Hot Enough to Knit!

Well, here’s the deal. The thermometer on the deck has read 96+ for the past two weeks during the day. We feed the critters, turn on the ol’ irrigation, and run for the house. Summer’s the best time for this ol’ bird to make art. Yeah, yeah, I know it isn’t officially summer yet. Tell that to my pole beans.

Here’s a little bit of fiber:

This is a 2-ply yarn of merino, alpaca, and rabbit. All fiber was dyed in the lock. Soft and lush. Mmm.

And this?

These are Gulf Coast Native blend rolags. I’ve decided to list ready-to-spin fiber on Dove’s Roost (etsy store). The darkest chocolate CVM/Romney, creamy Gulf Coast Native, some of that lavender bunny, some blue alpaca…well…this stuff is fun to spin.

On a farmy note…the lambs are as big as their parents now…Curly is still getting a bottle, because Tom lurvs to feed him…and Bing is still nursing a little, so Sally is a skinny bonz.

OH! Wait a minute…there’s something else you need to see!

Black Betty”s settin’ on 4 eggs…and we’ve been counting down…and we’re down to…5 more days! Should start hatching on June 11th.

On the music front…we played at the 59th Florida Folk Festival on Memorial Day Weekend, and had a totally wonderful reception…and a blast and a half, to boot. Played in Lake City, Florida on Saturday…and last night at the Gainesville Old-Time Dance Society (GODS) contra dance with a 2nd fiddler under the name Hot Potatoes. Flying Turtles String Band is having some fun this summer!

Kind of a crackpot update…but, it’s time, isn’t it?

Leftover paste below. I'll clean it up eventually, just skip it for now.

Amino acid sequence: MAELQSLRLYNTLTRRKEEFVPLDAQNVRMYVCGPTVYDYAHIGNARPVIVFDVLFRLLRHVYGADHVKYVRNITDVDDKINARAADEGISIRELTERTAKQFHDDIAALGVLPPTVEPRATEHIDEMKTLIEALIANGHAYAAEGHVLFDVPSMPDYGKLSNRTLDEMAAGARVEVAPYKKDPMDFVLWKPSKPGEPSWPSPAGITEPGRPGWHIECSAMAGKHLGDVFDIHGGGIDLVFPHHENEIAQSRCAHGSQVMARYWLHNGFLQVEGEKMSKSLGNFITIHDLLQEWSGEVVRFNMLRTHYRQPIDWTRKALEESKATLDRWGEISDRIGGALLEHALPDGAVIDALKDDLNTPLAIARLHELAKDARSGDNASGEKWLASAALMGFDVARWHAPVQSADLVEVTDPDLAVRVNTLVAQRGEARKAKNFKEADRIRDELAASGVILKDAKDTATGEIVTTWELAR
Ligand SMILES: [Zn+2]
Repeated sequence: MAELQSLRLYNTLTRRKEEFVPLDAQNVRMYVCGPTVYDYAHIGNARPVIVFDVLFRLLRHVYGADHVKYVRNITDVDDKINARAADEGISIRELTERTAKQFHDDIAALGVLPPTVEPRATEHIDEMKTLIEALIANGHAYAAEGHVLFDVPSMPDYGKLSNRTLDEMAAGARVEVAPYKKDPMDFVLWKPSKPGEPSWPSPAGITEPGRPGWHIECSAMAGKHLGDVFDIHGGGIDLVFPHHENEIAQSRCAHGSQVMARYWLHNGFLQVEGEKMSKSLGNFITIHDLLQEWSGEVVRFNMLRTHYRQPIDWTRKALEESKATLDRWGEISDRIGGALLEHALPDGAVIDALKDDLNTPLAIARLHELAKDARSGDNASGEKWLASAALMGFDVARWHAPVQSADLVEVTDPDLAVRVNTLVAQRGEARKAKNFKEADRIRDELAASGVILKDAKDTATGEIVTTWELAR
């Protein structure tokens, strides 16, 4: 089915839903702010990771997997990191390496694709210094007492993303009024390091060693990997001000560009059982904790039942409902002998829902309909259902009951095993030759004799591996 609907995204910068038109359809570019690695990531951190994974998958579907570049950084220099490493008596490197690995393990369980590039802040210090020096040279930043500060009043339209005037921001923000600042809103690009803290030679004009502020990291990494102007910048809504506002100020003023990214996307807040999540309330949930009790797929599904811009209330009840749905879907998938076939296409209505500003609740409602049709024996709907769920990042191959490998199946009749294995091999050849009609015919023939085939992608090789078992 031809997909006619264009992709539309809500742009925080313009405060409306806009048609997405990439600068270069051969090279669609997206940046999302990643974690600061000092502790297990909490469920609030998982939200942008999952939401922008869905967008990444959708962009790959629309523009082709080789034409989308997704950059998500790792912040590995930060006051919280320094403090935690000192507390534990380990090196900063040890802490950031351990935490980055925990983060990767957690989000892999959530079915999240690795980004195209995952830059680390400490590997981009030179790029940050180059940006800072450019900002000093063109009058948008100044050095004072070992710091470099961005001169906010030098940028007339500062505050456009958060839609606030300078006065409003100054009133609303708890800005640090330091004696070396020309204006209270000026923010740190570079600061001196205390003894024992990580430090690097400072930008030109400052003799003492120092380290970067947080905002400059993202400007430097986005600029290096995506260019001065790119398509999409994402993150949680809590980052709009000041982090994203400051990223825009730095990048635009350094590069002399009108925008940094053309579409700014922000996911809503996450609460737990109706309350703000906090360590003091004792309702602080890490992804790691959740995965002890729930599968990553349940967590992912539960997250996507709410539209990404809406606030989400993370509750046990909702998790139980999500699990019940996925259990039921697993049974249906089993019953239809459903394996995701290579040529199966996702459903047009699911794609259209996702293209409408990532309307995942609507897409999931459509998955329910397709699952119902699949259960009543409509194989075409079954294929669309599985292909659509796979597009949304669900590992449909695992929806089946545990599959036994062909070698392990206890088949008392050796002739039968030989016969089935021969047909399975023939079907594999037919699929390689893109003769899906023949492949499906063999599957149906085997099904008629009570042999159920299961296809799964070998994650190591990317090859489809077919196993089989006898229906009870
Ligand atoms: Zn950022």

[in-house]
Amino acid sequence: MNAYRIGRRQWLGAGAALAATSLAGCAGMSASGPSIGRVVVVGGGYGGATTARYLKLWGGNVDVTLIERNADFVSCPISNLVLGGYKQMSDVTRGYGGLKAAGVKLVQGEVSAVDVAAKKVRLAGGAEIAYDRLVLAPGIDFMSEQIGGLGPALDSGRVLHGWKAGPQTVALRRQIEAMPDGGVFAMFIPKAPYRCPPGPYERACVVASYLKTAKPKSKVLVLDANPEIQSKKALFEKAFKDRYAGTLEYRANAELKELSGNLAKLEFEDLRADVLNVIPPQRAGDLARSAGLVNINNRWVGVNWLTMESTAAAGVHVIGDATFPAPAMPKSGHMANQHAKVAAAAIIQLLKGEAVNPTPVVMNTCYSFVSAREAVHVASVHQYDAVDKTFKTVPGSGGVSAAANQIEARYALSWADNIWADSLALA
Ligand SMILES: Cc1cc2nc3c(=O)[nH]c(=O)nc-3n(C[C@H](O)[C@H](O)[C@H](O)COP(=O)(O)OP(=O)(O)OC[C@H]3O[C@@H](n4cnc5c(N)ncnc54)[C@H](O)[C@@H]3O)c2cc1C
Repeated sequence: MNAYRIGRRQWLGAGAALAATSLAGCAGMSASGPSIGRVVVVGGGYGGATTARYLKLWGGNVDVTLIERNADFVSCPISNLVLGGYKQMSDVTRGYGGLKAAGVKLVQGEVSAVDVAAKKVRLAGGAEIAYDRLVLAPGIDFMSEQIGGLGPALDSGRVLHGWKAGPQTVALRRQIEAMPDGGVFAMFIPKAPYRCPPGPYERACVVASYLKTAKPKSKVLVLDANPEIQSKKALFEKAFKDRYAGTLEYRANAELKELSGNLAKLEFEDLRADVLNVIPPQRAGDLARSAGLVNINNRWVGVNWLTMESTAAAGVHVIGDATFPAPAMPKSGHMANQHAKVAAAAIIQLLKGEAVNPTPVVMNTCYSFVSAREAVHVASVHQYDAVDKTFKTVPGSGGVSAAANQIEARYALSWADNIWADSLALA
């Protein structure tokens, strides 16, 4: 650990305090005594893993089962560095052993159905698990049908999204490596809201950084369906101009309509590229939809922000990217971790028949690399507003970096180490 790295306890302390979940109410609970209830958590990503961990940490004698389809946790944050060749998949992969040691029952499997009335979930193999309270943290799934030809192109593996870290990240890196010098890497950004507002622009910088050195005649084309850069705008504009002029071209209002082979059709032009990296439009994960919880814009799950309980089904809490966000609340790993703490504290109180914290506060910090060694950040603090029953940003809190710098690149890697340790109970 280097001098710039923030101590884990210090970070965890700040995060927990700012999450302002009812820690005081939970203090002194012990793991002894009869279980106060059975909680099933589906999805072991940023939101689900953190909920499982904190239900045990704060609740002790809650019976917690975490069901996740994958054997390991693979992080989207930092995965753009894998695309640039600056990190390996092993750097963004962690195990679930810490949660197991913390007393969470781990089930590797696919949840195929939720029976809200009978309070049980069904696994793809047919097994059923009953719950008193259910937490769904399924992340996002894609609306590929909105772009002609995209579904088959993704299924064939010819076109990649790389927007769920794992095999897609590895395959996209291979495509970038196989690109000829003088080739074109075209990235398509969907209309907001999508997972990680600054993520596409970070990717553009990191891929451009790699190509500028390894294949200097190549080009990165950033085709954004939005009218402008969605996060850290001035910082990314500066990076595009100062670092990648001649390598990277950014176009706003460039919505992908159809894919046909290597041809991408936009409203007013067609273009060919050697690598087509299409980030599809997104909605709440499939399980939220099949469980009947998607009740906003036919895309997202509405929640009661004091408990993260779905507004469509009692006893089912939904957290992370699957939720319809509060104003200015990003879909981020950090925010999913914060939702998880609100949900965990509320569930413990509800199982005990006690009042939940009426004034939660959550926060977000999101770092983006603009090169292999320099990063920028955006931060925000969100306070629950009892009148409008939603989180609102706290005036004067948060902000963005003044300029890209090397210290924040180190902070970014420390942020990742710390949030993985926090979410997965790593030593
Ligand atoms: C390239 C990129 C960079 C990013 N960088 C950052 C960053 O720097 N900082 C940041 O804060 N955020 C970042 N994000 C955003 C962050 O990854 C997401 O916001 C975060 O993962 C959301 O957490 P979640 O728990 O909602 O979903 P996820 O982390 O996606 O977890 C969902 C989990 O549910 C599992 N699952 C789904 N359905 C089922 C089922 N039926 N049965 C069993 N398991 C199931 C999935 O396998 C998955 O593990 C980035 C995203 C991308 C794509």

Pick a bale of cotton

Does this look soft? I said, does this look SOFT? Well, it is really really soft. This is the first cotton of the season, picked from a big fat wide open Peruvian Brown cotton boll. There are 8 seeds per “finger” – and there are, as you can see, 4 “fingers.” I expect that the rest of the bolls will be following suit soon.

The green cotton in the lower field is still blooming, but the bolls are bigger and there are more per plant than on the brown. Pretty exciting stuff, I must say. Cotton is a beautiful plant, and this fiber is just awesome!

At the dog fennel store on this rainy morning

 

 

They won’t let me touch ’em, but they come runnin’ for a treat. And dog fennel…oooh baby, that’s one of their favorite weeds. Look at those lips go!

 

 

 

 

Here you can see Holly’s new bump. When she knocked off that little horn, we freaked! But Margrett pulled us out of the panic mode in about 1 minute. On the bright side, it’s really easy to tell the girls apart, now.

a different kind of wooly

peruvian brown

peruvian brown

Sustainable agriculture implies a long term integrated system that will satisfy food and fiber needs while being kind to the environment. We try. Our freezers are full. The canner has had a big fat workout. We rotate our crops and pastures. And we try to do no harm.

This year, we started to grow colored cotton. Brown and green. Phreadde gave me some long staple white pima, but I heard so much talk about cotton being the slut of the garden that I decided that we really only had room for 2 varieties. Now, I read somewhere that you need to grow a 20′ x 20′ patch of cotton if you want enough fiber to weave, say, enough cloth to make a shirt. Let’s just say, we have a way to go on that score. But, it’s a start.

On the other hand, wool. Ah. Easy to grow. Ahem. Easy to spin, dye, weave, knit…you name it. Feels good. Keeps you warm. Keeps you dry. I got hooked on Gulf Coast Native Sheep a few years ago, and have been buying fleece from Running Moon Farm in Dry Creek, Louisiana ever since. And now, well, synchronicity strikes again. Twins were born half an hour away, we were contacted, asked if we would like to buy them. And now we have our own fleece machines.

We’d never given cotton much thought. But…my husband is a historic restoration guy. And his research said…this was the land of cotton and indigo. So…why not. That seems appropriate, then, to grow cotton. It’s a beautiful plant. I can’t wait to see some actual cotton!